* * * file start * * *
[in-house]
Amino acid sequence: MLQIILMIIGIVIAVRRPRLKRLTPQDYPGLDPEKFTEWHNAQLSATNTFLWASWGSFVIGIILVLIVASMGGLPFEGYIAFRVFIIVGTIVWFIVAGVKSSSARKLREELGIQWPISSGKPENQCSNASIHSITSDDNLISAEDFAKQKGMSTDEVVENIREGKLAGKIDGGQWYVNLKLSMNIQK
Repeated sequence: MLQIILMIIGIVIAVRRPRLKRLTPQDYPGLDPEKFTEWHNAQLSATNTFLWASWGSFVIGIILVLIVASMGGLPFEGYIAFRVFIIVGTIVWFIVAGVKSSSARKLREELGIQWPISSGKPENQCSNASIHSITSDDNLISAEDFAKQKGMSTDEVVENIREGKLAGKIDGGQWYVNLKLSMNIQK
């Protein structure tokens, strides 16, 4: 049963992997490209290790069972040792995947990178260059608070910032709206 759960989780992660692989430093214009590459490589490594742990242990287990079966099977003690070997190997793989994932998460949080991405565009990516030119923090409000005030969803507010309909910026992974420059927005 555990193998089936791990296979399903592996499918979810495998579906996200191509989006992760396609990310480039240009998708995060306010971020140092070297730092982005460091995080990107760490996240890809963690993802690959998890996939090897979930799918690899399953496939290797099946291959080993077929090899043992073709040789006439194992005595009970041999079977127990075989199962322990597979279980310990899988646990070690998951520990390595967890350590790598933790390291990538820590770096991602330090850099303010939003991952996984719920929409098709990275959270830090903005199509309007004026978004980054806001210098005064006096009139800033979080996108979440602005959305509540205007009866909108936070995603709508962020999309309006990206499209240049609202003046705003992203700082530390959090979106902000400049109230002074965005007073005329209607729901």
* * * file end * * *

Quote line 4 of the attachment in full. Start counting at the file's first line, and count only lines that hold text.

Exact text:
């Protein structure tokens, strides 16, 4: 049963992997490209290790069972040792995947990178260059608070910032709206 759960989780992660692989430093214009590459490589490594742990242990287990079966099977003690070997190997793989994932998460949080991405565009990516030119923090409000005030969803507010309909910026992974420059927005 555990193998089936791990296979399903592996499918979810495998579906996200191509989006992760396609990310480039240009998708995060306010971020140092070297730092982005460091995080990107760490996240890809963690993802690959998890996939090897979930799918690899399953496939290797099946291959080993077929090899043992073709040789006439194992005595009970041999079977127990075989199962322990597979279980310990899988646990070690998951520990390595967890350590790598933790390291990538820590770096991602330090850099303010939003991952996984719920929409098709990275959270830090903005199509309007004026978004980054806001210098005064006096009139800033979080996108979440602005959305509540205007009866909108936070995603709508962020999309309006990206499209240049609202003046705003992203700082530390959090979106902000400049109230002074965005007073005329209607729901």